I don't have a terrible interview story, but I have a potentially controversial interview suggestion. I have gone into my interviews with questions about the faculty interviewing me sufficient to occupy _all_ of the relevant time. That is, I have been prepared to hijack the interviews and turn them around. My prepared questions have been about anything I can find out about the faculty: about their bios (as apparent on their faculty websites, no deep searching), about specific things they've written, specific classes they've taught. They aren't questions about the department; they are questions about individual faculty members. I've then worked to include those questions in my answers to their questions early on, flipping who is doing the interviewing.
This does a couple of things: 1) it disrupts the awful interrogation feeling, changing interviews into conversations, 2) it shows that I am really interested in the department, 3) it actually makes me more interested in the department (skimming an article or two really helped), and 4) it leads the faculty to talk about themselves and, in my experience, people enjoy talking about themselves.
When I've discussed this strategy with people, especially when I've mentioned interviews I completely hijacked, where I was 'on the offensive' the whole time, some people have thought either a) that I'm doing something inappropriate or b) that people will reject me because they won't learn enough about me. I'm not an expert on a, but my experience is that b is false.
When another anonymous commenter and I expressed some skepticism about these tactics, the initial commenter responded that the people they know who actually used the tactics seemed to have done so very successfully:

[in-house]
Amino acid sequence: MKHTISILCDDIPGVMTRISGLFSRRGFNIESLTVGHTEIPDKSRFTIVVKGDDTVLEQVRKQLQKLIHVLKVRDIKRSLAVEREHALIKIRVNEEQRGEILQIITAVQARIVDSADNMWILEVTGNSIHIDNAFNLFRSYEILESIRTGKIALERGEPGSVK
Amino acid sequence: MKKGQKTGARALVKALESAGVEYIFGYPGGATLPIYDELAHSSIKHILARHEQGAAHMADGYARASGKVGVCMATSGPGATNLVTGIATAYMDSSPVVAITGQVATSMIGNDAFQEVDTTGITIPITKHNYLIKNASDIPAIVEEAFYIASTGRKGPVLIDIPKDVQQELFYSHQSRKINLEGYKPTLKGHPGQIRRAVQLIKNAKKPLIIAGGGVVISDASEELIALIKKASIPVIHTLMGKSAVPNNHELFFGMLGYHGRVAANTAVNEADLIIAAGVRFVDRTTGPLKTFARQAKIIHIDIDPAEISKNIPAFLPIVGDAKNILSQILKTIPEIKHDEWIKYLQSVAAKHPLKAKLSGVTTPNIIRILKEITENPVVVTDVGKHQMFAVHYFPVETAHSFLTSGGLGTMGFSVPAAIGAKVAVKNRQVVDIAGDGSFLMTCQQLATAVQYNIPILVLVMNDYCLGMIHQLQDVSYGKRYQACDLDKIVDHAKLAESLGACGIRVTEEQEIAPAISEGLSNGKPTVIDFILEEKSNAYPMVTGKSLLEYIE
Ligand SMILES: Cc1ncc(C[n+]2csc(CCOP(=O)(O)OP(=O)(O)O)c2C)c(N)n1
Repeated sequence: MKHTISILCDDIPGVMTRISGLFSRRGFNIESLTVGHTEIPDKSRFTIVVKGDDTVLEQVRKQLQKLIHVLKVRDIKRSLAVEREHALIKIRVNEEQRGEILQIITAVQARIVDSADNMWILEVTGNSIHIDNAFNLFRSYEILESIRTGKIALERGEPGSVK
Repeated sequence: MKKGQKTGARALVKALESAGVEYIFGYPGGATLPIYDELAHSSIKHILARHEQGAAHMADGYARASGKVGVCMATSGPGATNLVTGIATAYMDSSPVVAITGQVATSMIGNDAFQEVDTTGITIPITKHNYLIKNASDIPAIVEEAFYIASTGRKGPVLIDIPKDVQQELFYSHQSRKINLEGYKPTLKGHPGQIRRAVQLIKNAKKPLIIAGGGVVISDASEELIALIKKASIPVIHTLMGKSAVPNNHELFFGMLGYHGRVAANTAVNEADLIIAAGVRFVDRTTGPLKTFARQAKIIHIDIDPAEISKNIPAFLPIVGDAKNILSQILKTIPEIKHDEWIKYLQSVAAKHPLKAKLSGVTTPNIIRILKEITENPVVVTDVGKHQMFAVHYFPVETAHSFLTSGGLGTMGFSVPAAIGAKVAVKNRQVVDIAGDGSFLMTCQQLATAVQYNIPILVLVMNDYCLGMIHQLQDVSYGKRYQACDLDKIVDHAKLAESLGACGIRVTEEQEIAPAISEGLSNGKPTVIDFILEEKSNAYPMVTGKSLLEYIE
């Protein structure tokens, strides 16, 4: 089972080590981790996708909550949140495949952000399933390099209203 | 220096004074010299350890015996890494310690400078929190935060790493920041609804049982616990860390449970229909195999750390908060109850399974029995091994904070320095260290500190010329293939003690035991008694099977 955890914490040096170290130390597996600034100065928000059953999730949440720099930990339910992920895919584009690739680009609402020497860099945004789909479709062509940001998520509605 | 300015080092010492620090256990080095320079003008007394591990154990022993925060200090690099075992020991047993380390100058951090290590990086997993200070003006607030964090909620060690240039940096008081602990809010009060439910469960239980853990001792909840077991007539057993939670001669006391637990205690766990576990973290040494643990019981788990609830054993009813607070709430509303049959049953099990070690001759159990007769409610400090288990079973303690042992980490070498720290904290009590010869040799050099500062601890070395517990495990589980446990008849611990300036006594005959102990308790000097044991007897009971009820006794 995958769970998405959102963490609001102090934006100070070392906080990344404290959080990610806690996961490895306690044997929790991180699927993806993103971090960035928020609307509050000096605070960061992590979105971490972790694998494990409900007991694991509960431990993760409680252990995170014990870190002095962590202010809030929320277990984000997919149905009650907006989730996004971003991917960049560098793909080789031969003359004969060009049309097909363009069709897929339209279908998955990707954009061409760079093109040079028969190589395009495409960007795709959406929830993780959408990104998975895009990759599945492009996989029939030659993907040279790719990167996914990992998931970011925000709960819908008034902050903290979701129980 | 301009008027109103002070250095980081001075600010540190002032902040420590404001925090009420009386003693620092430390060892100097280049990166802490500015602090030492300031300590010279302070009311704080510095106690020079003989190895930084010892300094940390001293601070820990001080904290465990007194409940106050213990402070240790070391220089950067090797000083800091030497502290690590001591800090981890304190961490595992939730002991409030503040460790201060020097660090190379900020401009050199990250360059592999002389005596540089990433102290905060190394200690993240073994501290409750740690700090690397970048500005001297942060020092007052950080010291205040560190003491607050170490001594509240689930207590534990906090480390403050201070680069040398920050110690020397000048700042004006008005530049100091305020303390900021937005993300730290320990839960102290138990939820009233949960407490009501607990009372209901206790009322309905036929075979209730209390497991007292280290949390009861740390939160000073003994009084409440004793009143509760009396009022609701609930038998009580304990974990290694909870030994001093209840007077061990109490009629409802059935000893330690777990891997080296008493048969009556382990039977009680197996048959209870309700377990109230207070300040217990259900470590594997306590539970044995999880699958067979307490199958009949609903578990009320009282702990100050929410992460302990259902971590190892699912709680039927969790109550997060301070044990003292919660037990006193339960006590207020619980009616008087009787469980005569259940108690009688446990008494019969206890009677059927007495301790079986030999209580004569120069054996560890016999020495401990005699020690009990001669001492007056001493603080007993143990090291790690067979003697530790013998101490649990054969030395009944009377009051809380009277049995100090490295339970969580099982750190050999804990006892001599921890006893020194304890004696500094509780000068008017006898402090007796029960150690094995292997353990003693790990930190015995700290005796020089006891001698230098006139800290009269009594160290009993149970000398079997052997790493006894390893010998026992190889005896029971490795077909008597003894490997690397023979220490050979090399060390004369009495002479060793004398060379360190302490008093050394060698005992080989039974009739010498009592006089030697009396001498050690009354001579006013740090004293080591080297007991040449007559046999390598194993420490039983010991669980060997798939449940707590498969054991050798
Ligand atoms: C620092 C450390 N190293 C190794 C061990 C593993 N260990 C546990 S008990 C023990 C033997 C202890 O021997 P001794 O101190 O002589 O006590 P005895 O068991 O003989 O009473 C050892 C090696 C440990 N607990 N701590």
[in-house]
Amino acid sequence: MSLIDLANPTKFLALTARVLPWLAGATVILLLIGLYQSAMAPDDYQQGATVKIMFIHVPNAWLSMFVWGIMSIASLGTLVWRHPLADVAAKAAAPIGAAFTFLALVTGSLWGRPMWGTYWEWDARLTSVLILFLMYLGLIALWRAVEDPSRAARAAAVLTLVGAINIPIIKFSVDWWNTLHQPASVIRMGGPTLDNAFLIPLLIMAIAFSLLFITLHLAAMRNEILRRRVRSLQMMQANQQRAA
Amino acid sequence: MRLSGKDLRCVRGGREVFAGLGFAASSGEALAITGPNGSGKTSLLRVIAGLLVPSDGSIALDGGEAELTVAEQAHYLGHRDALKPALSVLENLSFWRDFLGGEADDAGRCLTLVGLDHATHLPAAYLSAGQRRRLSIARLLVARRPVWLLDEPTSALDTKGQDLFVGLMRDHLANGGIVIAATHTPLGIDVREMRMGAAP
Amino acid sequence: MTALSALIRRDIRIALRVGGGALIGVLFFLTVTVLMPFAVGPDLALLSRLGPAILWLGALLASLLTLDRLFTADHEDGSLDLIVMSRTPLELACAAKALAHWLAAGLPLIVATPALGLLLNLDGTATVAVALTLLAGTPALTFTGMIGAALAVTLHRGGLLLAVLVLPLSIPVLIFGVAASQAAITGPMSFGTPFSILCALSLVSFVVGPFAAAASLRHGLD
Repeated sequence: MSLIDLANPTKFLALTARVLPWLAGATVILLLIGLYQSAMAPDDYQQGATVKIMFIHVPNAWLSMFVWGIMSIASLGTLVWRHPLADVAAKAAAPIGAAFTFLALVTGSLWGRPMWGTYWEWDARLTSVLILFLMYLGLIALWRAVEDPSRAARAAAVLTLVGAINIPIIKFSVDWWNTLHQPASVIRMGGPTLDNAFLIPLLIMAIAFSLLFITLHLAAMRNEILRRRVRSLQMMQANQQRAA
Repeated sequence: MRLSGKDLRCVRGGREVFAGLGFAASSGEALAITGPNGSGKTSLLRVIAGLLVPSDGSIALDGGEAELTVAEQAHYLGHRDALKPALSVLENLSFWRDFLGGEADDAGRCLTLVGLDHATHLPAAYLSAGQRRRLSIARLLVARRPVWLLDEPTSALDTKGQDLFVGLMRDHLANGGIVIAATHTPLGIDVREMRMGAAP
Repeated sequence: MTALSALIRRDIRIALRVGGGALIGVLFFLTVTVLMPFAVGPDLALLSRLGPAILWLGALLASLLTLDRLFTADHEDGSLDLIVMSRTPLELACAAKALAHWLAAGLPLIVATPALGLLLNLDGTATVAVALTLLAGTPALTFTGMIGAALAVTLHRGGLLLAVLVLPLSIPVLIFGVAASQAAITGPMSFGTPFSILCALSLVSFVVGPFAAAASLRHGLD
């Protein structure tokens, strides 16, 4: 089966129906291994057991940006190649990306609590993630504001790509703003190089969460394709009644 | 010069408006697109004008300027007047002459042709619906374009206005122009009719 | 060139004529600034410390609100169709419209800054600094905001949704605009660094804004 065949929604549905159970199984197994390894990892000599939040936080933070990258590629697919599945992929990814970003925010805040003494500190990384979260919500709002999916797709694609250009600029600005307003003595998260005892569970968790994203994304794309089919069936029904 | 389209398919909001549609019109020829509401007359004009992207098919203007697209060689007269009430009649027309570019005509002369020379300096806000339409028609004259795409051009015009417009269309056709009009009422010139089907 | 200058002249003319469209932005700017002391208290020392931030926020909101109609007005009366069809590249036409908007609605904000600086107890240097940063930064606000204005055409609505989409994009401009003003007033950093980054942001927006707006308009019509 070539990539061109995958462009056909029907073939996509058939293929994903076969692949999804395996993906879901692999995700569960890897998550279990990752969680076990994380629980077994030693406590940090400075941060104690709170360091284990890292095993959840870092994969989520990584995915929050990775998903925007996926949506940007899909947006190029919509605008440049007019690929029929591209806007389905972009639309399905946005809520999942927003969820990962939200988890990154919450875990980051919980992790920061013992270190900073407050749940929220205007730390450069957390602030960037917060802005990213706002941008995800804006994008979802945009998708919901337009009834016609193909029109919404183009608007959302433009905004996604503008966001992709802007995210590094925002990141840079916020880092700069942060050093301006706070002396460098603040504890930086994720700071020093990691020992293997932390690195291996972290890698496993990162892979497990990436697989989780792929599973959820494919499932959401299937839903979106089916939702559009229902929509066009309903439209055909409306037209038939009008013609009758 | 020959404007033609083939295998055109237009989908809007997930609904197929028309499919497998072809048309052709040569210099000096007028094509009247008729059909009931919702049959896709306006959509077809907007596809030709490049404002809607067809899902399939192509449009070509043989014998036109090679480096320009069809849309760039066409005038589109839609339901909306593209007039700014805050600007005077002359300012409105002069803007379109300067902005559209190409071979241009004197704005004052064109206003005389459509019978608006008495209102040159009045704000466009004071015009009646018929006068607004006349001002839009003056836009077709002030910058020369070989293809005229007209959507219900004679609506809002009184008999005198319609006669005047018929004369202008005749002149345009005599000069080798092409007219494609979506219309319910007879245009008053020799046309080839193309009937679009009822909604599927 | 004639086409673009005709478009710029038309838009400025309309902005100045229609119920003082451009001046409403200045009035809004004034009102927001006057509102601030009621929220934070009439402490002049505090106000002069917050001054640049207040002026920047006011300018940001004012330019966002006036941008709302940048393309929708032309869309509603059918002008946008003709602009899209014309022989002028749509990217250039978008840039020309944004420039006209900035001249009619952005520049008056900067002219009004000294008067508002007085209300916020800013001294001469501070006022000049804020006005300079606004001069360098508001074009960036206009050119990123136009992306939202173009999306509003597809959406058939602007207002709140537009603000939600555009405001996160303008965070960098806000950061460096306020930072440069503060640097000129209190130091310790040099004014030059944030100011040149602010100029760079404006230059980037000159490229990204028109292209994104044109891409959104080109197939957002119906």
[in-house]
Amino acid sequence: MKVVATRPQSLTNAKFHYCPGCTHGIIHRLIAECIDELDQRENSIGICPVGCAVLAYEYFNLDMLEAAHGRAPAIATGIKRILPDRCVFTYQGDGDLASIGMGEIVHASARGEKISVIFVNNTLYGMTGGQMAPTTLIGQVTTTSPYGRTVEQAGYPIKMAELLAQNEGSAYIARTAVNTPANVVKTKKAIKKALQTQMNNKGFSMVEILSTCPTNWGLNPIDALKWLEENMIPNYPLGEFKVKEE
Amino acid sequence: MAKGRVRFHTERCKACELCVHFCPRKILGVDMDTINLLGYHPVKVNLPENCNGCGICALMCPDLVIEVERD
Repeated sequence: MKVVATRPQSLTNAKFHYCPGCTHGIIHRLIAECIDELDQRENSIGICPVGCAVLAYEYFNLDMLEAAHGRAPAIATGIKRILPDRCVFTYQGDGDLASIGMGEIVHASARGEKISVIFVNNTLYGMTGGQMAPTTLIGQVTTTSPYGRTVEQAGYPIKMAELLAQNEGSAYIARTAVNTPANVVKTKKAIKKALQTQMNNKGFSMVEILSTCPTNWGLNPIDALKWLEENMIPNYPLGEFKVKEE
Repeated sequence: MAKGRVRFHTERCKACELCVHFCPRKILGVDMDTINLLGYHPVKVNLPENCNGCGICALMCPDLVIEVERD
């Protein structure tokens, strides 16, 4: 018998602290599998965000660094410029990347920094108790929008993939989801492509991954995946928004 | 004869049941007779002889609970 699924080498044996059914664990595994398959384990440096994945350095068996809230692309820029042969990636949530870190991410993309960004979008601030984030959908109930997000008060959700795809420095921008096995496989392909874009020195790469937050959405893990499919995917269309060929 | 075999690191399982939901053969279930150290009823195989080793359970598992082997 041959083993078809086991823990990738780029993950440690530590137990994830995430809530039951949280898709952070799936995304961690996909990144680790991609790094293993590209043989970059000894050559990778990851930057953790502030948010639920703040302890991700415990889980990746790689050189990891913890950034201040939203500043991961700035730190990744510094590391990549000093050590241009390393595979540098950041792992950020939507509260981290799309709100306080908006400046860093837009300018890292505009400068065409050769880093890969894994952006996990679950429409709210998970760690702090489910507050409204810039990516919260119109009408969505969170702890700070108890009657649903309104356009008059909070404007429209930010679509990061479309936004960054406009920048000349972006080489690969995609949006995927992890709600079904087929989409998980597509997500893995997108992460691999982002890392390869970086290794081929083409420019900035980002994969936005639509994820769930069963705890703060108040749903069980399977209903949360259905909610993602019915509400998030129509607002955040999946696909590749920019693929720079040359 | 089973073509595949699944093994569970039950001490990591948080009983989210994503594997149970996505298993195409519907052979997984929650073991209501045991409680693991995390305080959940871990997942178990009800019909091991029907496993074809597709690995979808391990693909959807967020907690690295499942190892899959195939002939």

For what it is worth, of the people I know who have tried this strategy, only one interview--either first-round or on-campus--did not turn out successfully. I only know of one first-round interview that did not result in an on-campus interview, and I don't know of any on-campus interviews that did not turn into offers. Of course, correlation does not imply causation, and the sample size is not n>30 interviewees.
On the other, hand, most people I talk to about this strategy express skepticism or rejection. However, as any good linguist will tell you, people are really bad reporters of what counts as a successful move in their language...
I found this very interesting. First, as I have explained on this blog many times before, the science of job interviews and employee selection shows pretty definitively that (A) people vastly overrate the usefulness of interviews, in part because (B) perceptions of candidates in interviews are influenced by a vast array of job-irrelevant factors that interviewers themselves wouldn't say are relevant to the job (attractiveness, weight, height, gender, race, speech style, etc.). Second, as the anonymous commenter implies themselves, modern psychology shows that human beings are excellent confabulators--judging that they care about X, when their behavior shows they actually lend weight to ~X. So, perhaps unconventional interview tactics--even ones that people intuitively don't think would work--actually do work.
Which brings me to my question: what interview tactics have you used, and how have they worked? Although the title and content of this post focuses on unconventional interview tactics, it might be helpful to hear from everyone: both those who have tried unconventional tactics, but also those who go about things more conventionally. If you could not only describe your tactics in some detail, but also perhaps your interview batting average/success rate (in terms of getting fly-outs or offers), it might be very informative!